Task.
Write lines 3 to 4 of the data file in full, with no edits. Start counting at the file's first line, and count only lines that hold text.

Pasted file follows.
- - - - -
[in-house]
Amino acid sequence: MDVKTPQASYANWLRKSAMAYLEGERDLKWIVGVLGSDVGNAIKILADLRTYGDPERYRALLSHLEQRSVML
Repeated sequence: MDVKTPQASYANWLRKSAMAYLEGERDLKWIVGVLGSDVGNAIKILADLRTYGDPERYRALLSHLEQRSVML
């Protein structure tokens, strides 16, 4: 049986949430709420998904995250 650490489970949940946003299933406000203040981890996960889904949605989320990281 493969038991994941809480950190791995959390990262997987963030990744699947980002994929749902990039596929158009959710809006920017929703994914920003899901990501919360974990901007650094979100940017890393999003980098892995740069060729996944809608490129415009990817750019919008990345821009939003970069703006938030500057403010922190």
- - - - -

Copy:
Repeated sequence: MDVKTPQASYANWLRKSAMAYLEGERDLKWIVGVLGSDVGNAIKILADLRTYGDPERYRALLSHLEQRSVML
């Protein structure tokens, strides 16, 4: 049986949430709420998904995250 650490489970949940946003299933406000203040981890996960889904949605989320990281 493969038991994941809480950190791995959390990262997987963030990744699947980002994929749902990039596929158009959710809006920017929703994914920003899901990501919360974990901007650094979100940017890393999003980098892995740069060729996944809608490129415009990817750019919008990345821009939003970069703006938030500057403010922190």